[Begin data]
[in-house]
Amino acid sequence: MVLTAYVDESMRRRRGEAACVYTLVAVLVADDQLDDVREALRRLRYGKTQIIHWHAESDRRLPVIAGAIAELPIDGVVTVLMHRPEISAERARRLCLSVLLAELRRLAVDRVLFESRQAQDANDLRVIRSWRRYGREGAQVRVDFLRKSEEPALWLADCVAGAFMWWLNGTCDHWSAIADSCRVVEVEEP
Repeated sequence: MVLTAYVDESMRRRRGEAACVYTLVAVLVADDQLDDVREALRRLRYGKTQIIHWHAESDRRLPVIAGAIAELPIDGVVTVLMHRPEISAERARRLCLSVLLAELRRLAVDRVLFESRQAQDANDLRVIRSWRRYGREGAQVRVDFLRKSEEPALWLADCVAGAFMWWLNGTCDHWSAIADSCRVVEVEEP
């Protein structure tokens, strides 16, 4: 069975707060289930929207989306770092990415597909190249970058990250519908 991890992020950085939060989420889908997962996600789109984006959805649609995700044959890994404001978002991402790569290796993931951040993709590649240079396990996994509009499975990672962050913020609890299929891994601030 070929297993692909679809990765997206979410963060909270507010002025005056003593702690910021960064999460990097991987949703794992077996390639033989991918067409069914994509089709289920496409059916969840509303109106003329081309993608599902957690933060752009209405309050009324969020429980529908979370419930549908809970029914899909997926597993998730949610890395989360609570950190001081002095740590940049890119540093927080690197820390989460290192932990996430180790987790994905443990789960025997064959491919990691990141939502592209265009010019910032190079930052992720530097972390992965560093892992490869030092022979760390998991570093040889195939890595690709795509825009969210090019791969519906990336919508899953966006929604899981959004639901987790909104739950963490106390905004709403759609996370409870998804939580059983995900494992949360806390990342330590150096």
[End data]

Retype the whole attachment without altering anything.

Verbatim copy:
[in-house]
Amino acid sequence: MVLTAYVDESMRRRRGEAACVYTLVAVLVADDQLDDVREALRRLRYGKTQIIHWHAESDRRLPVIAGAIAELPIDGVVTVLMHRPEISAERARRLCLSVLLAELRRLAVDRVLFESRQAQDANDLRVIRSWRRYGREGAQVRVDFLRKSEEPALWLADCVAGAFMWWLNGTCDHWSAIADSCRVVEVEEP
Repeated sequence: MVLTAYVDESMRRRRGEAACVYTLVAVLVADDQLDDVREALRRLRYGKTQIIHWHAESDRRLPVIAGAIAELPIDGVVTVLMHRPEISAERARRLCLSVLLAELRRLAVDRVLFESRQAQDANDLRVIRSWRRYGREGAQVRVDFLRKSEEPALWLADCVAGAFMWWLNGTCDHWSAIADSCRVVEVEEP
């Protein structure tokens, strides 16, 4: 069975707060289930929207989306770092990415597909190249970058990250519908 991890992020950085939060989420889908997962996600789109984006959805649609995700044959890994404001978002991402790569290796993931951040993709590649240079396990996994509009499975990672962050913020609890299929891994601030 070929297993692909679809990765997206979410963060909270507010002025005056003593702690910021960064999460990097991987949703794992077996390639033989991918067409069914994509089709289920496409059916969840509303109106003329081309993608599902957690933060752009209405309050009324969020429980529908979370419930549908809970029914899909997926597993998730949610890395989360609570950190001081002095740590940049890119540093927080690197820390989460290192932990996430180790987790994905443990789960025997064959491919990691990141939502592209265009010019910032190079930052992720530097972390992965560093892992490869030092022979760390998991570093040889195939890595690709795509825009969210090019791969519906990336919508899953966006929604899981959004639901987790909104739950963490106390905004709403759609996370409870998804939580059983995900494992949360806390990342330590150096």